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That was the title of my presentation last Thursday at Agiles 2009, 2nd Latin-American conference on Agile Development Methodologies. I have designed this presentation trying to summarize what the Kanban community is trying to spread recently as a new way to manage knowledge work. Download the slides here to follow this post about the presentationBy the way, knowledge work was the first topic of the presentation. The initial discussion was about how software development fits with knowledge work (slide #1) and how such activities can be associated with a huge quantity of variations in scenarios and contexts (slides #3 to #6). Understanding the nature of knowledge work is the key to not get trap in trying to translate manufacturing tools and techniques unappropriately.Context Matters Don Reinertsen's quote about best practices and the importance of the right context to consider them as "best" warn us to be carefull when choosing best practices just because thay are supposed to be "the best" (slide #7). Context is relevant, so Kanban allows you to design processes that fit to the context, instead of manipulating the context to fit a specific process (slide #9). The word "process" generates fear on the agile community. In fact, there is a reason to put this word on the right side of the manifesto. But, there is no reason to think that no process is the goal. Kanban establishes a new balance on the relationship between people and processes, establishing a way to empower people to design their own processes. Hence, Kanban is a collaborative exercise for process design and offers thinking and action tools to empower people to evolve processes by themselves (slide #11). The process is owned by people, which can connect Lean with Agile in a incredible way.And there is more... Kanban is also a MindsetSo many case studies around the world describe a kind of transformation process emerging once you absorb the "paradigm of flow". A Kanban implementation holds only four essential tools. But there is a whole new mindset out there. The WipLimitedSociety is agreggating people and content regarding something bigger than the four essential tools. A whole new body of knowledge is emerging right now. The "Yes We Kanban" logo is the symbol of this mindset (slide #13).It's not so easy to structure this mindset in a way that people can understand. I give my try, anyway. So, my way to describe the Kanban Mindset is by showing patterns, tools and the type of thinking spread by the people who is talking about and applying such ideas.  The result was a pyramidal structure like the one that I introduce at slide #14: Thinking Tools, Process Design Patterns, Capability Measurements, Collaboration and Team Model Patterns and A Culture of Continuous Improvement. Thinking Tools(#slides 16 a 20)Thinking tools guide practitioners when they are applying Kanban. System Thinking help coaches and team members to understand why they are doing what they are doing. See your work environment as a system can make you conscious about causality and effects of actions. This type of thinking, despite of being very abstract, is very powerfull. A single intervention can cause a huge influence on the system as whole. Once System Thinking can be viewed as the starting point, Lean Thinking is the basis. Almost every operational concern is guided by the need to identify value appropriately and make it flows throught the system, improving the process continuously and eliminating waste progressively. Theory of Constraints is another element on this thinking process. Once you have flow in your process, you are going to start to see bottlenecks that make it slow in certain part of your system. The Theory of Constraints establishes that your system is so strong as its bigger bottleneck. By using knowledge of this theory you can dramatically leverage the throughtput of the system or, at least, you can get understanding about what are the right investments to do in your system to get higher or better results.Queueing Theory is another key thinking tool in the Kanban mindset. What lies behind knowledge work is the unpredictable nature of arrival times and task durations (slide #19). Queues are always there and the understanding of its behaviour is in the toolbox of every Kanban thinker.Finally, there is the Real Option theory that has been discussed lately. It establishes the basis for risk analysis by raising the importance of managing choices and defer commitments to generate options.Process Design Tools and PatternsThe idea that processes can be designed using tools and patterns instead of procedures and documentation forms is mind blowing. In slide #21, I delineate four essential tools and some other patterns for process design using Kanban. This list is just an extract of what I have been listening as solutions to common problems used by practioners and discussed by the community. Here they are:Essential ToolsValue Stream MappingVisual ManagementPull System & Single Piece FlowLimited WIPPatternsBuffers & Queue LimitsClasses of ServiceLeveling WorkTwo tiered Systems (Expand/Collapse)Swimlanes/ExpeditingTriggersPriority FiltersPerpetual Multivote Obviously, this is not the full list of patterns that people are applying to their Kanban implementation. What matters here is the idea that patterns can help a team to solve very specific problems when they are trying to design their processes. You can try to extract the basic meaning of each pattern by looking at the slides #21 to #40. You can also leave a comment on this post if you need more info about one or other.I just want to leave a few words about the last two (Priority Filters and Perpetual Multivote). They were initially proposed by Corey Ladas as patterns for designing the process of select work to inject into the system. I think the perpetual multivote system can be particularly interesting to select work from a continuous improvement backlog queue.  The description of those can be found here: http://leansoftwareengineering.com/2008/08/19/priority-filter/http://leansoftwareengineering.com/2008/09/29/perpetual-multivote/Collaboration and Team Model Patterns(slides #41 to #46)It's difficult to realize how collaboration patterns emerge on Kanban projects without actually doing Kanban. The first thing to notice is about the ownership of process rules. The best Kanban teams are using all these tools to master the process. They, in fact, own the process usually helped by a coach with a System Thinking or Lean Thinking bias. What people call "swarming" is the most interesting pattern, in my opinion. Usually happens when people have to look at the process board and decide what to do next. The Kanban limits avoid people from inject more work into the system, so they have to find a way to help pushing the work in progress out. That's the moment when Collaboration patterns start to emerge. Teamlets, feature teams, and other collaboration structures start to be notice daily.Capability Measurements(slides #47 to #53)I think this quote from John Seddon illustrate why we have to be carefull with measurement in our systems: "Managing with functional measures always causes suboptimization, because parts achieve their ends at the expense of the whole."Kanban gives to the team the ability to measure capacity and use that measure to bargain or manage its commitments with customers and stakeholders. Capacity can be known using time measurements (lead/cycle time) or volume measurements (throughput). It's common for Kanban teams and coaches to use Cumulative Flow Diagrams to analyze throughput and find bottlenecks and other systemic issues on processes. A Continuous Improvement CultureFinally the main goal of a Kanban implementation: establish a Kaizen culture. A culture of continuous evolution of the system. What Kanban team have been reporting so far is the constant appeareance of "kaizen events" as the time goes on. In slide #53, I mention three action tools to establish this culture: * doing Operations Reviews regularly; * enabling Continuous Improvement (CI) Actions by reserving capacity in the system to inject CI work items continuously;* expanding oportunities for improvements removing bottlenecks, eliminating waste and reducing variability.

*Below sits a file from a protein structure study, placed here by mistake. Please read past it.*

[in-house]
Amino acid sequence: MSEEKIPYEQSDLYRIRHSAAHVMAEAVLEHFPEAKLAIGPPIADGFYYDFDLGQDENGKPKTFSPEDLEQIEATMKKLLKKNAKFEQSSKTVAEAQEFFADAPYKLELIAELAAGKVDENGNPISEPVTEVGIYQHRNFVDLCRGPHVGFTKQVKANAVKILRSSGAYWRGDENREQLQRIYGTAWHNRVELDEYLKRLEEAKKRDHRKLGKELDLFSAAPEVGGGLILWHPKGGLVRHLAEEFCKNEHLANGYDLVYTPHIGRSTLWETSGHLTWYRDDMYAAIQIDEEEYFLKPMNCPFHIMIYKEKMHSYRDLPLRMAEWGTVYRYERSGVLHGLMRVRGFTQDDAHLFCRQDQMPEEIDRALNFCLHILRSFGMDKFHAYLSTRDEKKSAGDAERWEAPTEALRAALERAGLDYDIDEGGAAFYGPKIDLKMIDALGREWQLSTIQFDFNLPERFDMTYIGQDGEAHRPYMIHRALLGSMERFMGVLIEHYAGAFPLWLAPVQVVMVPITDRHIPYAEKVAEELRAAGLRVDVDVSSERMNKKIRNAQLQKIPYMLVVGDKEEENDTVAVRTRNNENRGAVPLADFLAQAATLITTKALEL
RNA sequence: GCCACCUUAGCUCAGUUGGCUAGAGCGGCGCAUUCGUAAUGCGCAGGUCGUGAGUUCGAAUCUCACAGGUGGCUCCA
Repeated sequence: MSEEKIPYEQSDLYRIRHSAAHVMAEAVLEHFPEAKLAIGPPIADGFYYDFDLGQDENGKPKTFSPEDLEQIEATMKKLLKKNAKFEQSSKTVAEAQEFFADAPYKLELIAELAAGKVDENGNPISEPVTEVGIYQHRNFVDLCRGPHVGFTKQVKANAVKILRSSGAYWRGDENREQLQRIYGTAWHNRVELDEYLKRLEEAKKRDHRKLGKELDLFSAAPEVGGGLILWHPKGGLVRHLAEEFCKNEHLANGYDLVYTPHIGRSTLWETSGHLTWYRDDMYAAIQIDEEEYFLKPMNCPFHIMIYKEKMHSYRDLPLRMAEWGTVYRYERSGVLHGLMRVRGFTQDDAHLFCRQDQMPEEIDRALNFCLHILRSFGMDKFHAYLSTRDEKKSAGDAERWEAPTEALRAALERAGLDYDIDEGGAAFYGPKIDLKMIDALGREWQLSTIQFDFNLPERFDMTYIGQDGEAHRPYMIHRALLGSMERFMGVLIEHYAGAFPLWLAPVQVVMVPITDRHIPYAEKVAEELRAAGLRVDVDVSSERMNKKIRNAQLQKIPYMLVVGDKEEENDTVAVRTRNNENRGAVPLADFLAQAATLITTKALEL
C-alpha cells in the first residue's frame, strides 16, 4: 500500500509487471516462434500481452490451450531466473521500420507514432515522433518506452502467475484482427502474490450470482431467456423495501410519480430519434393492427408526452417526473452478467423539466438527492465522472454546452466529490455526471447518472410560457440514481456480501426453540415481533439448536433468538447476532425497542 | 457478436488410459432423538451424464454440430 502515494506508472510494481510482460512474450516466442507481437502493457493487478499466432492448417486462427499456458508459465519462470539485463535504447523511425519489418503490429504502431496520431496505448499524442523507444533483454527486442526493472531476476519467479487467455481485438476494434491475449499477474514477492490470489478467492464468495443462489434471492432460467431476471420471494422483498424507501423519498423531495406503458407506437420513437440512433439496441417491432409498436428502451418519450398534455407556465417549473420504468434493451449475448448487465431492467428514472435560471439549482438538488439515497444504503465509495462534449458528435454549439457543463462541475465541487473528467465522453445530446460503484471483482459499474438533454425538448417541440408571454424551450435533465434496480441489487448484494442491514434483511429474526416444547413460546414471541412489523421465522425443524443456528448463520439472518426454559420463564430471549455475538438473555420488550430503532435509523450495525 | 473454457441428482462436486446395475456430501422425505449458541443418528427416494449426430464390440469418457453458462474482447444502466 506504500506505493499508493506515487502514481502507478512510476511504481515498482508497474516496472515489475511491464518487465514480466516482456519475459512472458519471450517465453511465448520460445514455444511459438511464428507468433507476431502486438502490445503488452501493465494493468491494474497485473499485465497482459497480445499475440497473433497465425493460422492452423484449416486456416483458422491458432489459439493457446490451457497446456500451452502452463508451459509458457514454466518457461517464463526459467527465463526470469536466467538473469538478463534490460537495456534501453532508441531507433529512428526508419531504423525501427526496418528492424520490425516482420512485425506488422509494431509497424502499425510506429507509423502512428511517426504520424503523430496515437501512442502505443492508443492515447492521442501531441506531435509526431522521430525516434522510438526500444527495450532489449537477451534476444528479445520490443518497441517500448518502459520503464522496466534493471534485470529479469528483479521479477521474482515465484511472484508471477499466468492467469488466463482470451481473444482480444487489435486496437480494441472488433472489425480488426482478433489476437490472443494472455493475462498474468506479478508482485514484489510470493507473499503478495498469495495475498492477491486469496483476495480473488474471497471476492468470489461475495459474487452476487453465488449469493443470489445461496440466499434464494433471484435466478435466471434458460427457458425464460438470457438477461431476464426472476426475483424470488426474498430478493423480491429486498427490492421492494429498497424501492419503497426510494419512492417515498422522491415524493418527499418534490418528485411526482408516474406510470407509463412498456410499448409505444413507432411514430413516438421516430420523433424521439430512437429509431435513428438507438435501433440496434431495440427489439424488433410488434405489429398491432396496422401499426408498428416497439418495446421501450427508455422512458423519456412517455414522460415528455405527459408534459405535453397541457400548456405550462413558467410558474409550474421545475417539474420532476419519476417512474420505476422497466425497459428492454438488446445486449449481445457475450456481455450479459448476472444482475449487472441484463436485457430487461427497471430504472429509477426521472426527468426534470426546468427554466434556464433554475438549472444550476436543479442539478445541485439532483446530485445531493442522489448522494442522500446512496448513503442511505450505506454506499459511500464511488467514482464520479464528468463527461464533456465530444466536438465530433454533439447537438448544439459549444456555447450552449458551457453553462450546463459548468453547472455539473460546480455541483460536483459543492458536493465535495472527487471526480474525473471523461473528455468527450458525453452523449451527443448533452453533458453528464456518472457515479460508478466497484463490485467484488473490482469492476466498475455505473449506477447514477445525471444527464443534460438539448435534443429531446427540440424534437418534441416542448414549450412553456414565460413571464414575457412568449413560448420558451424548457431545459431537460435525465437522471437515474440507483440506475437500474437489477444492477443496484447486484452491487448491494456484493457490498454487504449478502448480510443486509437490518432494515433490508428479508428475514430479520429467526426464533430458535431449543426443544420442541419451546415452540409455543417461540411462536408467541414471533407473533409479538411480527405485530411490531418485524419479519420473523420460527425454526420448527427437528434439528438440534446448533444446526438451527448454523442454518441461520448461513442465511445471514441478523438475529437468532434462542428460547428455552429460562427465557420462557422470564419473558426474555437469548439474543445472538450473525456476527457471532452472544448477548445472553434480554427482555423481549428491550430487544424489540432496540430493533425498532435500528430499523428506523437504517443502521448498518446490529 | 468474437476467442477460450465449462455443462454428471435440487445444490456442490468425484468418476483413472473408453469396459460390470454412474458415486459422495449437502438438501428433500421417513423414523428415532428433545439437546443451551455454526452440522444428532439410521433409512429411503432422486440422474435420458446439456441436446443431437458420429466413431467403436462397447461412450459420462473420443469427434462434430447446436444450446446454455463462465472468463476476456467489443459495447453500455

Posted by: alisson.vale